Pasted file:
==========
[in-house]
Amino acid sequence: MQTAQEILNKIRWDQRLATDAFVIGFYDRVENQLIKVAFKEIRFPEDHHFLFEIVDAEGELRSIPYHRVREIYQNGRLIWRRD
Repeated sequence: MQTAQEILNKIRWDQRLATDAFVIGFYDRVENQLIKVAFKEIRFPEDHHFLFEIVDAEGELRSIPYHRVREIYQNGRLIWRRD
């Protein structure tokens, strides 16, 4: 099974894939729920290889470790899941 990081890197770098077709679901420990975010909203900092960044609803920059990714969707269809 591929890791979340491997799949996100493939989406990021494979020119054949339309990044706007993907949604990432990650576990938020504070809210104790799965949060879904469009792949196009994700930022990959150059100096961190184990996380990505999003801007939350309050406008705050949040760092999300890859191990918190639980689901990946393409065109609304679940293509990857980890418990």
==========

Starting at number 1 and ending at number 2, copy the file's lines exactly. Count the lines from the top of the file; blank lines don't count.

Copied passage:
[in-house]
Amino acid sequence: MQTAQEILNKIRWDQRLATDAFVIGFYDRVENQLIKVAFKEIRFPEDHHFLFEIVDAEGELRSIPYHRVREIYQNGRLIWRRD